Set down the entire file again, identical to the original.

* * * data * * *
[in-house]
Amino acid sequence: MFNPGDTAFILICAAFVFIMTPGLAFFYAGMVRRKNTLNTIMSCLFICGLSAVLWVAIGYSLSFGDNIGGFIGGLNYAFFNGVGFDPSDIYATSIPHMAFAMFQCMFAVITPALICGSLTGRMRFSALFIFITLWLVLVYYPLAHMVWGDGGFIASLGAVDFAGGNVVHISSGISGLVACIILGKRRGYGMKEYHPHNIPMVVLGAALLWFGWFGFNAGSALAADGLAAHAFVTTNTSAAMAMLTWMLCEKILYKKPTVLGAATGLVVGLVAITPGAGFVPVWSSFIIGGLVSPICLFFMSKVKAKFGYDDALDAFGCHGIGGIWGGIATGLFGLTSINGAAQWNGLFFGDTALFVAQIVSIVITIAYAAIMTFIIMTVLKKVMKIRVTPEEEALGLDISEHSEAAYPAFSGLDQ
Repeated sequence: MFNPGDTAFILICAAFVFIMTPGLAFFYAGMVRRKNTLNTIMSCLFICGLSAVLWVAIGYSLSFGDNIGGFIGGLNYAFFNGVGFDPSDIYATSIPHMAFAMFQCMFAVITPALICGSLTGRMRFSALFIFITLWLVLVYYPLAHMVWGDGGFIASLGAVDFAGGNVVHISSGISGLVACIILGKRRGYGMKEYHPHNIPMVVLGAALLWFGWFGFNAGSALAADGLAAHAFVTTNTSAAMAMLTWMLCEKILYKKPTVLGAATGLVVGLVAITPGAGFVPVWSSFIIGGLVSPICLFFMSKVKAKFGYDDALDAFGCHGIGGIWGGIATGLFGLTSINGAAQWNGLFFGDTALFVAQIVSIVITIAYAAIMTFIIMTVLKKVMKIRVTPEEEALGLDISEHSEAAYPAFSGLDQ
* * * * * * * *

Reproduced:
[in-house]
Amino acid sequence: MFNPGDTAFILICAAFVFIMTPGLAFFYAGMVRRKNTLNTIMSCLFICGLSAVLWVAIGYSLSFGDNIGGFIGGLNYAFFNGVGFDPSDIYATSIPHMAFAMFQCMFAVITPALICGSLTGRMRFSALFIFITLWLVLVYYPLAHMVWGDGGFIASLGAVDFAGGNVVHISSGISGLVACIILGKRRGYGMKEYHPHNIPMVVLGAALLWFGWFGFNAGSALAADGLAAHAFVTTNTSAAMAMLTWMLCEKILYKKPTVLGAATGLVVGLVAITPGAGFVPVWSSFIIGGLVSPICLFFMSKVKAKFGYDDALDAFGCHGIGGIWGGIATGLFGLTSINGAAQWNGLFFGDTALFVAQIVSIVITIAYAAIMTFIIMTVLKKVMKIRVTPEEEALGLDISEHSEAAYPAFSGLDQ
Repeated sequence: MFNPGDTAFILICAAFVFIMTPGLAFFYAGMVRRKNTLNTIMSCLFICGLSAVLWVAIGYSLSFGDNIGGFIGGLNYAFFNGVGFDPSDIYATSIPHMAFAMFQCMFAVITPALICGSLTGRMRFSALFIFITLWLVLVYYPLAHMVWGDGGFIASLGAVDFAGGNVVHISSGISGLVACIILGKRRGYGMKEYHPHNIPMVVLGAALLWFGWFGFNAGSALAADGLAAHAFVTTNTSAAMAMLTWMLCEKILYKKPTVLGAATGLVVGLVAITPGAGFVPVWSSFIIGGLVSPICLFFMSKVKAKFGYDDALDAFGCHGIGGIWGGIATGLFGLTSINGAAQWNGLFFGDTALFVAQIVSIVITIAYAAIMTFIIMTVLKKVMKIRVTPEEEALGLDISEHSEAAYPAFSGLDQ